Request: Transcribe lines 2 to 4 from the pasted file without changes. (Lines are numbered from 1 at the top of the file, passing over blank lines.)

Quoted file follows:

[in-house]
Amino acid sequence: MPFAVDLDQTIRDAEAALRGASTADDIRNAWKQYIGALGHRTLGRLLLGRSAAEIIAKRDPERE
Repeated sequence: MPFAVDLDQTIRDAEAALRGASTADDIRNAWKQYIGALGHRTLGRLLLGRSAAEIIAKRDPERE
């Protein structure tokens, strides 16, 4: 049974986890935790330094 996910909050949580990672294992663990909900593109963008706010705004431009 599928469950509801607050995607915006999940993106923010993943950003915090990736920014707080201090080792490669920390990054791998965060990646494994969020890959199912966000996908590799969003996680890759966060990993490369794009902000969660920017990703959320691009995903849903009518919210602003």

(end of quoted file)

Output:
Amino acid sequence: MPFAVDLDQTIRDAEAALRGASTADDIRNAWKQYIGALGHRTLGRLLLGRSAAEIIAKRDPERE
Repeated sequence: MPFAVDLDQTIRDAEAALRGASTADDIRNAWKQYIGALGHRTLGRLLLGRSAAEIIAKRDPERE
């Protein structure tokens, strides 16, 4: 049974986890935790330094 996910909050949580990672294992663990909900593109963008706010705004431009 599928469950509801607050995607915006999940993106923010993943950003915090990736920014707080201090080792490669920390990054791998965060990646494994969020890959199912966000996908590799969003996680890759966060990993490369794009902000969660920017990703959320691009995903849903009518919210602003």